The committee identifies three key features of resilient communities. First, a resilient community is able to assess and minimize potential threats. Second, a resilient community uses its social and physical infrastructures and lifeline systems effectively to communicate and coordinate activities to mitigate, prepare for, respond to, and recover from disasters. Third, a resilient community has the capacity to adapt and learn from change and adversity—its own and those of others.

Capacity to Assess and Minimize Potential Threats

A resilient community has the capacity to understand the benefits of dam and levee infrastructure and the ability to assess, anticipate, and minimize potential threats over the short and long terms while retaining its basic structures and functions. Resilient communities are able to assess and manage risks, are generally well informed of threats, are clear about the roles and responsibilities of individuals and organizations in the community with respect to risk, and maintain safety programs and—in this case—water management programs in ways that strengthen the community’s ability to mitigate potential infrastructure failures.

Many solutions may be available to community members and stakeholders to minimize the effects of floods, including risk reduction and mitigation, financial planning, and insurance. Without a clear understanding of the limitations of flood mitigation infrastructure, community members and stakeholders are likely to be ill-prepared for emergencies that might place lives and livelihoods at risk. When a community fails to appreciate its exposure to floods and their consequences, there may be little support for investment in the maintenance and upgrading of infrastructure, such as dams and levees.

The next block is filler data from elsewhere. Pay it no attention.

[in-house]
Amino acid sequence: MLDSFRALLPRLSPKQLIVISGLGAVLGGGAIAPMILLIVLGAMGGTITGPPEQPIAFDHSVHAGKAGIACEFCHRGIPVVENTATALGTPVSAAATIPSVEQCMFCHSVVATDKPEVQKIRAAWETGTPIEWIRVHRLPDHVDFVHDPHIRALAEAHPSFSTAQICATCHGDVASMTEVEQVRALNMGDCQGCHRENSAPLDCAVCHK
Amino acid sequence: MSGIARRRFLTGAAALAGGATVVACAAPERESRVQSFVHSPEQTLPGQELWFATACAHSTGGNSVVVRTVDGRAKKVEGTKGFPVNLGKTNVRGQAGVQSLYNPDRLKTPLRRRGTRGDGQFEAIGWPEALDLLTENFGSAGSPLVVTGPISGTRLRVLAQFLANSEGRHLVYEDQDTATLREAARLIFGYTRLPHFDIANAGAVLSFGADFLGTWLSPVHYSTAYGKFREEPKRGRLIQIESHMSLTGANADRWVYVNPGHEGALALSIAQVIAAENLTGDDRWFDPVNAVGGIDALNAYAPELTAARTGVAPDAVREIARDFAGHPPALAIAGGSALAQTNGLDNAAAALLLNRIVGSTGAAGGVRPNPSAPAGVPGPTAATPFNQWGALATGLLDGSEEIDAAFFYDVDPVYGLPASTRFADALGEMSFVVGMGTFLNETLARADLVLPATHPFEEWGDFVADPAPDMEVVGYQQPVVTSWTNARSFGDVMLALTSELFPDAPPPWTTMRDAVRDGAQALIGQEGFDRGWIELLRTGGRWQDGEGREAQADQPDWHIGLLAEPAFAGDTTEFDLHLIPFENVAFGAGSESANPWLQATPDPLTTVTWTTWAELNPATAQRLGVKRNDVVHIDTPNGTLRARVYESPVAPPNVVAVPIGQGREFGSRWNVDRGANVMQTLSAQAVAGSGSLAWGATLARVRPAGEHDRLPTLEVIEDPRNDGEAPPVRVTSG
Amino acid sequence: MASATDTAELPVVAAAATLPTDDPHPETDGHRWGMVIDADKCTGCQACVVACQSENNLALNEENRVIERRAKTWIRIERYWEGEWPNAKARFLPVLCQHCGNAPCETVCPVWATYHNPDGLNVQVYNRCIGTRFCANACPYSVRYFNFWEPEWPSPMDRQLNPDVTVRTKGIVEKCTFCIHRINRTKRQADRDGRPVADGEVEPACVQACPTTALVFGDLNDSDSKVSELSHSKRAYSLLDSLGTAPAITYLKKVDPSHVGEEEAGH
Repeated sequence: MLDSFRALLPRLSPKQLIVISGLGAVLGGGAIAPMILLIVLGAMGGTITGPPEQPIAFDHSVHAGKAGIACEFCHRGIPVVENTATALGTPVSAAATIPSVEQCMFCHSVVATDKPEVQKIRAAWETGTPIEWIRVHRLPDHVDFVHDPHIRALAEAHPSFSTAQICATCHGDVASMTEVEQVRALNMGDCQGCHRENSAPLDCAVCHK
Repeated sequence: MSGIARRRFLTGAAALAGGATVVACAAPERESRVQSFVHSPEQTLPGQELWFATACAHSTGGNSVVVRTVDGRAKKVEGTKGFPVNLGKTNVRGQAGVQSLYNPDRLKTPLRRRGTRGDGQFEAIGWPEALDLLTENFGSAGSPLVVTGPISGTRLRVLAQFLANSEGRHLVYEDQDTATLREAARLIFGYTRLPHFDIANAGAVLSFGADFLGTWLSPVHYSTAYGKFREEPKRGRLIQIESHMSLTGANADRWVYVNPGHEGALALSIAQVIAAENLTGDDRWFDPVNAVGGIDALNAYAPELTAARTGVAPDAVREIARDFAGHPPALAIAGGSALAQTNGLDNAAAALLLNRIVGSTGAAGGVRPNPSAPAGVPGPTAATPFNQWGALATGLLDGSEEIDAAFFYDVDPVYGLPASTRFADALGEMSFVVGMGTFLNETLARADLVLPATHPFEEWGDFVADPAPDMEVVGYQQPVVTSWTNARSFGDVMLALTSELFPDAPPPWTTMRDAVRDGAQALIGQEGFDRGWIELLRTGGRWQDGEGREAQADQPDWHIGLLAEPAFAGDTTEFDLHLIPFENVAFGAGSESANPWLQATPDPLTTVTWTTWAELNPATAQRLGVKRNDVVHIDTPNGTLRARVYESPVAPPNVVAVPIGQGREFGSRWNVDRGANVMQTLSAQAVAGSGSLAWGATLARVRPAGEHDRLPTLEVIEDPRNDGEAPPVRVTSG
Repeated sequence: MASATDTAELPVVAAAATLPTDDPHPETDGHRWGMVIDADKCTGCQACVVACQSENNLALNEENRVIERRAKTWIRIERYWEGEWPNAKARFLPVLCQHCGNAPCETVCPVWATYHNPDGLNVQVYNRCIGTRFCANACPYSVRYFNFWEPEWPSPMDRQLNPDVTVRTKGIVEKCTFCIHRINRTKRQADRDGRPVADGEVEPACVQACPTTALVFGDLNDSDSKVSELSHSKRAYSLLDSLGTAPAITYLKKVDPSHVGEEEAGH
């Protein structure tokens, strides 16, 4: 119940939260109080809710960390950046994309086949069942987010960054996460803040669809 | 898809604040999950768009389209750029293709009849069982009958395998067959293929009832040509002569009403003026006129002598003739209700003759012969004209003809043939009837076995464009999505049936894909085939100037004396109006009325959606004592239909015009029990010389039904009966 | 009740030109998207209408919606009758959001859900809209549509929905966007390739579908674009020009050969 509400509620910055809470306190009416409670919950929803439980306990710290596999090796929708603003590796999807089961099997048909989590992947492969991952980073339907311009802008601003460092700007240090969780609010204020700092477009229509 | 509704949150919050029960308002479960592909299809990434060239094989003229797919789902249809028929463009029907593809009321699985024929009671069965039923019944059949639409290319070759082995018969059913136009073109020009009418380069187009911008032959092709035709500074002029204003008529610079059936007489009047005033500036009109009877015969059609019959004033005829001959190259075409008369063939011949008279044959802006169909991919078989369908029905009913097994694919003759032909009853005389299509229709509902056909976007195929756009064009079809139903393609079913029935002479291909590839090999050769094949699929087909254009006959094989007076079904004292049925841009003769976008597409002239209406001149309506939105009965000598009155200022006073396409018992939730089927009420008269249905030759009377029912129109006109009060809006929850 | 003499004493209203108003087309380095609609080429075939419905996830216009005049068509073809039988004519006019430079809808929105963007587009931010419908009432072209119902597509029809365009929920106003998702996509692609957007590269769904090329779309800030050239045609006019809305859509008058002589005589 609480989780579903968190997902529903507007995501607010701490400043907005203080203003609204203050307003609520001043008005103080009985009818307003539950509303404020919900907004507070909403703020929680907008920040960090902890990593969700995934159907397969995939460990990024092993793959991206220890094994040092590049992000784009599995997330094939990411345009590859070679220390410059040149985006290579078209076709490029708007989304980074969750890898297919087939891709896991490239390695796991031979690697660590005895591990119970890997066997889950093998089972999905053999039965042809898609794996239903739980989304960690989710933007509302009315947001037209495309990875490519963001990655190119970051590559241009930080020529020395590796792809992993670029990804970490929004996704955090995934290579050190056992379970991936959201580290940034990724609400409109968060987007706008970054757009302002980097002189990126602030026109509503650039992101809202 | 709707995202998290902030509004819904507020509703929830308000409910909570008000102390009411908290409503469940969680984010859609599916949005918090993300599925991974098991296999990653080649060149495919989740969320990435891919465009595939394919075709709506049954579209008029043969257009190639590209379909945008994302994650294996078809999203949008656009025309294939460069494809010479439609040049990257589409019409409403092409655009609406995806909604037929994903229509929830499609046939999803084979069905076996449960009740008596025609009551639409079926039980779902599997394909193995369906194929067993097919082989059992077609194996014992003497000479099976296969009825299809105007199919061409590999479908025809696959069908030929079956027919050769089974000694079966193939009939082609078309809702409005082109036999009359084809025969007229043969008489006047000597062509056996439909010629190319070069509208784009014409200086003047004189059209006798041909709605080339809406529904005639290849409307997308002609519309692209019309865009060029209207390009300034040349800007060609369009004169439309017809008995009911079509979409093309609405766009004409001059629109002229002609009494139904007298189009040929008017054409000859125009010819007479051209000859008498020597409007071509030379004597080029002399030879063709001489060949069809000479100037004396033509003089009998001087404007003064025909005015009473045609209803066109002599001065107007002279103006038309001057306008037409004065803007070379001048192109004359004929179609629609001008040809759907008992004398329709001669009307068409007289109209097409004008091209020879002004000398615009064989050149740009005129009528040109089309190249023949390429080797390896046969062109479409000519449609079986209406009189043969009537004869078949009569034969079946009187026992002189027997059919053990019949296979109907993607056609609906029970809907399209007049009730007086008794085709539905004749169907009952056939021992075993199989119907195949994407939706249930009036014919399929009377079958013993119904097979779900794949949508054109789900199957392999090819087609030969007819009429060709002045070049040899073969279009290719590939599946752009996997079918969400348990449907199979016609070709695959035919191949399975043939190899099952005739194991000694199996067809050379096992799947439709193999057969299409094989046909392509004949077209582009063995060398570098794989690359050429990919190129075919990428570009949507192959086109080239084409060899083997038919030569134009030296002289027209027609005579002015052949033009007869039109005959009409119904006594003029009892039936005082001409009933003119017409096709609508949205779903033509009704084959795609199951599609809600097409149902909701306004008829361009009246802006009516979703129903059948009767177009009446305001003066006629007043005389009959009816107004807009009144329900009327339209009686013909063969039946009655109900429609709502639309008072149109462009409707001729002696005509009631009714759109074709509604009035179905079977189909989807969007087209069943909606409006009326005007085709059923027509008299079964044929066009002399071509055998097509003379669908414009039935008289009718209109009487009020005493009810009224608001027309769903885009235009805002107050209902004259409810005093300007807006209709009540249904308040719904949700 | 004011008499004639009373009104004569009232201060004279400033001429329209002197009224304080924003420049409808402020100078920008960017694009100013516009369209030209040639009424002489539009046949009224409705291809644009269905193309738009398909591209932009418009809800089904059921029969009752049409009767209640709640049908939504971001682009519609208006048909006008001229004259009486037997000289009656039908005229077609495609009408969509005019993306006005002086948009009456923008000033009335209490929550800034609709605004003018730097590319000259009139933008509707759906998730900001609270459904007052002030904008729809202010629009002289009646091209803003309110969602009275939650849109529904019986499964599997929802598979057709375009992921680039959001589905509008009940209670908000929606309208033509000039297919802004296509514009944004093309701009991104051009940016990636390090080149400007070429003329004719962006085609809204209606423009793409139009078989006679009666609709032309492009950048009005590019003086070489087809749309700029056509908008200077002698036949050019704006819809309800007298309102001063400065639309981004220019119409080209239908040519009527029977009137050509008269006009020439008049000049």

When there is limited availability of dam and levee flood hazard and consequence information, as will be discussed in Chapter 3, it is difficult or impossible for communities and stakeholders to identify vulnerable regions, people, or institutions. Many, therefore, are unaware of the community’s exposure to physical (casualties and damage) and social (economic, psychosocial, sociodemographic, and political) risks (e.g., see Lindell et al., 2006, for a description the social impacts of disaster). They may have inadequate means of identifying risk scenarios or quantifying their risk, and have little reason to consider risk in hazard mitigation or emergency planning. Uninformed community members and stakeholders may not fully appreciate the benefits or limits of protection offered by dams and levees, nor will they adequately understand the commitment required to maintain the benefits over the long term.

Understanding personal, financial, and other types of risk associated with the variety of potential dam and levee failure scenarios is a starting point for enhancing community

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